Today’s columnist, Keith Ibarguen of Cofense, drew from the lifesaving cancer treatment he received at the Mayo Clinic to go on and apply the multidisciplinary approach used by the medical staff at Mayo to his work as a security software developer. alasam CreativeCommons CC BY-NC-ND 2.0

In 2017 I was diagnosed with liver cancer. I’ll spare you all the details of how I went from being on a liver donor list in Washington D.C., to the Mayo Clinic in Rochester, Minn., but suffice to say, I had no idea what that journey would teach me. What I knew was that I felt fine. Everything seemed to be working, yet I was handed a diagnosis that nobody would want to hear: I had liver cancer, and according to my doctor, on a scale of 1-10, I was a 10+. Not good.

The Mayo Clinic has a very unique approach to how they manage people through their care process. When a patient meets a doctor at Mayo, they are talking with the face of a multidisciplinary team that assesses the patient as a person. On the surface, this may not seem consequential, but when somebody faces a life-changing or undiagnosed issue, it really helps to be looked at as a total person. It can mean the difference from staying sick to getting healthy. My doctor was a gastroenterologist. But despite his world-class pedigree, he turned to a multidisciplinary team to assess what to do next. This approach maximizes the possibility for, what I refer to as, “the next best step” to take. By looking at the situation as a whole, the team minimizes false starts, and gets to the end goal much more efficiently.

To make a very long story short, my surgeon was extraordinary, the surgery was successful, the softball-sized tumor was removed completely, and the cancer a lymphoma instead of a cholangiocarcinoma. I was extremely lucky. Today, I’m feeling fine, cancer free and immensely grateful to the Mayo Clinic. I’m also grateful for the opportunity to take the lessons from my treatment and apply them to software development.

Applying Mayo’s multidisciplinary approach to cyber

Companies that develop great cybersecurity products must meld attributes from a wide range of environments into something cohesive and ultimately helpful. Here’s a sample process for how companies can leverage a multidisciplinary team for developing cybersecurity products:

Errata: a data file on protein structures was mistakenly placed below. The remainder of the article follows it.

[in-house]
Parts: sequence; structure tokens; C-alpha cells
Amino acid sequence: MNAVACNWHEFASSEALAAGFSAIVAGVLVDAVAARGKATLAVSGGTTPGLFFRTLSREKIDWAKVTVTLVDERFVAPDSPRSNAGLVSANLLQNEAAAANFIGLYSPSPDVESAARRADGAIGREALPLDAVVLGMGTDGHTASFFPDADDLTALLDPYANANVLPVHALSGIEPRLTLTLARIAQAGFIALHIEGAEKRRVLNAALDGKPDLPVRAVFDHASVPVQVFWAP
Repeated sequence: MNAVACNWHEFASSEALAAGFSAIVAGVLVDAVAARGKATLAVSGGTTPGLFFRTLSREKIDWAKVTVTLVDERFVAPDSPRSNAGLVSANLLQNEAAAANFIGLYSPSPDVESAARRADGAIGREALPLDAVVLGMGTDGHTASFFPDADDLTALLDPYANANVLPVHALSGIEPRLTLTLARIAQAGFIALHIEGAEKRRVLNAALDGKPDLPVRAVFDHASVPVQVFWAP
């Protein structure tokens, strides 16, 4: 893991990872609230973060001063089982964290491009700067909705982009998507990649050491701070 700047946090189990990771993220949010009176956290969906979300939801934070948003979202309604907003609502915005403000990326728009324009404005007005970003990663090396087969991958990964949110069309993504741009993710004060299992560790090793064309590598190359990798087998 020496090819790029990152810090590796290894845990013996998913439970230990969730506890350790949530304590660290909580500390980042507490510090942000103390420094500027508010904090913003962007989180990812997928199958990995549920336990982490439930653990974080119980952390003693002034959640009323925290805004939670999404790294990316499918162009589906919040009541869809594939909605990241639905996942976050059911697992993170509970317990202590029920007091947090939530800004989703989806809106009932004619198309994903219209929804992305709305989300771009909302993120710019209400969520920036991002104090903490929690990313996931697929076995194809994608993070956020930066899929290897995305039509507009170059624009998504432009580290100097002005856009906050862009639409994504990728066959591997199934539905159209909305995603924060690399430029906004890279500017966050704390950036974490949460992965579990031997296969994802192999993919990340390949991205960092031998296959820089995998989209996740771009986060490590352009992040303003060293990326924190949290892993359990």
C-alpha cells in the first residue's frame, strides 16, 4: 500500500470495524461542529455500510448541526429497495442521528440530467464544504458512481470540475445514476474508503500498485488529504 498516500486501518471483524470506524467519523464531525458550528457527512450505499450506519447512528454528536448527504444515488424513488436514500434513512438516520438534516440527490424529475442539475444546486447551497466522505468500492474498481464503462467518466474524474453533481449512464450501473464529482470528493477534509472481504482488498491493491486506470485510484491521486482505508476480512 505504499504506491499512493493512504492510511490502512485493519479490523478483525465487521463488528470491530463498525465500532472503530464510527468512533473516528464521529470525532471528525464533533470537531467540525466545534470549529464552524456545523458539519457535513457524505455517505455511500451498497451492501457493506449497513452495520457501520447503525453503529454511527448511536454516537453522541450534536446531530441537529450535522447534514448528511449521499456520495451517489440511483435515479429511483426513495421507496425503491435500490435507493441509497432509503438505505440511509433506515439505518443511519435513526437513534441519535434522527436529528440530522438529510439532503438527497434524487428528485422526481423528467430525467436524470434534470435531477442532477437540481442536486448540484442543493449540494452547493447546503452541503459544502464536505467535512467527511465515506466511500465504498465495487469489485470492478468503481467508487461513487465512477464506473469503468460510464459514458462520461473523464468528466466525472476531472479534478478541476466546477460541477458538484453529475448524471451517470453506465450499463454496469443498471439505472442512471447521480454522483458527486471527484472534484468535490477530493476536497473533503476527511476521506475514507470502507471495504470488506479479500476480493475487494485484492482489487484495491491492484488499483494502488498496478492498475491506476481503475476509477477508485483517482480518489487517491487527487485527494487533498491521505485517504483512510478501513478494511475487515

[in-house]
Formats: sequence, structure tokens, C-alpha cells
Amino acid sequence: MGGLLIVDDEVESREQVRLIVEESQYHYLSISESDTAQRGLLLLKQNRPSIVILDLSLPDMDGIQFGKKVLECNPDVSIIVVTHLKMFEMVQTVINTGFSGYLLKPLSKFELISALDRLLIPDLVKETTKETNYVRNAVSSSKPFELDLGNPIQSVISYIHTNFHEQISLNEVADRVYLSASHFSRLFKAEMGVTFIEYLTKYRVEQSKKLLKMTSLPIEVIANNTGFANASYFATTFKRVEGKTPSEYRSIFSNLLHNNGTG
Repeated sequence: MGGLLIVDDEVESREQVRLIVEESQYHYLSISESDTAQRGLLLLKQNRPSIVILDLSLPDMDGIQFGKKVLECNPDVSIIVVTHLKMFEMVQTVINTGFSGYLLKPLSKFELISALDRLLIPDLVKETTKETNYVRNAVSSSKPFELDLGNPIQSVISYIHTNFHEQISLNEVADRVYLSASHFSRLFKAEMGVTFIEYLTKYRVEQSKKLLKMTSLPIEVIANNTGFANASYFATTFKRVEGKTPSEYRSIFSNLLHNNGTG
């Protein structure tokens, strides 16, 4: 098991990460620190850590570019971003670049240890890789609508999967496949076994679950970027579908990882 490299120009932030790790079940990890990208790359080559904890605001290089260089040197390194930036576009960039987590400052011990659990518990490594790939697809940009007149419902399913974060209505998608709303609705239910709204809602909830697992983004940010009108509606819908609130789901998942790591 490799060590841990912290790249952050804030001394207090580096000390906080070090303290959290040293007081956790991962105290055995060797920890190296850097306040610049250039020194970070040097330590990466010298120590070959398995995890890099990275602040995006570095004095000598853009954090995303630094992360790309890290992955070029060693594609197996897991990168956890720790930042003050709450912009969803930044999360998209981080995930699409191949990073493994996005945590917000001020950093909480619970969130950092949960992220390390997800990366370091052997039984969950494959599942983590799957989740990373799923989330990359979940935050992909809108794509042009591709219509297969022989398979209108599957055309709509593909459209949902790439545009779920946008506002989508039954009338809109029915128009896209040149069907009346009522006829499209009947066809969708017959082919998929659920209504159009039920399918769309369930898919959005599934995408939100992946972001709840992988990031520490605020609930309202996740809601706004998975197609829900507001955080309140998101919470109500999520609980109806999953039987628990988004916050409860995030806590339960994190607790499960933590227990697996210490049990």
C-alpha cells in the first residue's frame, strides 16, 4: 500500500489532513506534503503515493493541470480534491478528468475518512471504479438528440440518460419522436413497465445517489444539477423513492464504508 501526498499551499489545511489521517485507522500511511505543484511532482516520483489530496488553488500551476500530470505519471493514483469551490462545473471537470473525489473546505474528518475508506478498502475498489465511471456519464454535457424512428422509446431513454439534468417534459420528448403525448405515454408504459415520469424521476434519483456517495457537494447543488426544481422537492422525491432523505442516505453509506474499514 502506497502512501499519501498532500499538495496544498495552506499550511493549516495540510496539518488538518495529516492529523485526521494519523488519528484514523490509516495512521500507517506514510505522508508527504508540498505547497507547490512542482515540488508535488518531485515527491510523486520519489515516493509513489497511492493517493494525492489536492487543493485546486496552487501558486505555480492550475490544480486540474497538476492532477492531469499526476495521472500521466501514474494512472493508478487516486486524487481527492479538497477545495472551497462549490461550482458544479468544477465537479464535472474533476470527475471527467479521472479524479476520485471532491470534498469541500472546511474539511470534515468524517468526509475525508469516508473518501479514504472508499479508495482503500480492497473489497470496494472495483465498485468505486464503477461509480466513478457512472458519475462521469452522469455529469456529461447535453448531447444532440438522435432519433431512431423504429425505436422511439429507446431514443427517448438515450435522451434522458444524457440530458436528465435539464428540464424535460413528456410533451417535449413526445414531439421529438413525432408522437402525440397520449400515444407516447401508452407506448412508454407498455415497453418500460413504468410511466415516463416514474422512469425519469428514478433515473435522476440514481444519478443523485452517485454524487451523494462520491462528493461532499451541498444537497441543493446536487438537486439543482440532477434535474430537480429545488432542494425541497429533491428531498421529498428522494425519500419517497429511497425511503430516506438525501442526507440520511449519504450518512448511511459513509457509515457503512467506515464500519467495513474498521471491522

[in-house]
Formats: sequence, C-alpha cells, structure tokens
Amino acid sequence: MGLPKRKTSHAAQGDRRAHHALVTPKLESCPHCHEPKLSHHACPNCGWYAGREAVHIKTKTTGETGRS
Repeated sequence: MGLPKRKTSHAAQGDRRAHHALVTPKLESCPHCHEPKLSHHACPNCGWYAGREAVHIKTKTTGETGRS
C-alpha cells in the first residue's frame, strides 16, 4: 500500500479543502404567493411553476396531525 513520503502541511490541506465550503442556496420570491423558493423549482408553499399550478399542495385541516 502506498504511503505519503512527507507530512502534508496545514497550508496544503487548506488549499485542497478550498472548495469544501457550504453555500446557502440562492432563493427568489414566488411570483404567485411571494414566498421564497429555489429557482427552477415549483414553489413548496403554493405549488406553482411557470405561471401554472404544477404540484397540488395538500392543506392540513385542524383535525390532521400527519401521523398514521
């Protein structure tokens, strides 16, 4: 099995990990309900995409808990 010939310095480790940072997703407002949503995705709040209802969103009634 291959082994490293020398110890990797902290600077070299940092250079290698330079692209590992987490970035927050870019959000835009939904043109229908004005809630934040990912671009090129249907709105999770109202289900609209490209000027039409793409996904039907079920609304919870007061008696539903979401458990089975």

• Before the team addresses a major requirement or feature, consult with marketing, sales, customer experience, product development, architecture, engineering, security and the executive team. Identify and address any issues or concerns from each corner of the organization.
  • Even if the conversations across company stakeholders are short, they ensure alignment and an opportunity to highlight a metric that can bring out a value proposition.  
  • Capture recurring themes in a document available to the development team; a sort of “Ray Dalio” list of product principles.
  • Consult the list for all future features, big or small, and the evolution of these principles ensures that the team has captured the culture and strategic direction of the company in an enduring and ever-evolving account.

There are a number of benefits to this initial look. First, it aligns the entire company’s focus on the product being built. They have a general understanding of the strategic direction. Tactical implementation might differ slightly as engineering challenges are addressed, but everyone on the team should understand the overall gist. Second, the stakeholders are invested. People have an opportunity to voice their feelings, concerns, opportunities, and anything else on their minds. And lastly, when folks are really good at what they do, great ideas spring up.

Finally, convene the stakeholders again before a formal launch, a meeting best run by a product manager or product leader. No company’s go-to market process results in a release that never has any drama, but expect to have much less drama than in the past. The cross-functional teams allow for a real conversation to take place. A team may even stop a release for a few hours or even a day to ensure something gets fully locked down. These small release delays are generally unnoticed by customers, so it makes sense to take this step before product launch.

My trip through cancer was one I wouldn’t wish on anyone. And I have tremendous respect for people who have faced the diagnosis and powered through. I also have tremendous respect for the great challenge of releasing great products consistently, on time, and in a manner that doesn’t trip up the organization. Taking the lessons of Mayo Clinic and applying them to the dynamic environment of software product development shows the truth of the Mayo approach to triaging and managing a patient through their care journey. The Mayo Clinic built a resilient and enduring approach to caring for patients. I’m sure it would please the staff there to see the approaches they use on patients successfully applied to software that protects millions of people from cyber security threats.  

Keith Ibarguen, chief product officer, Cofense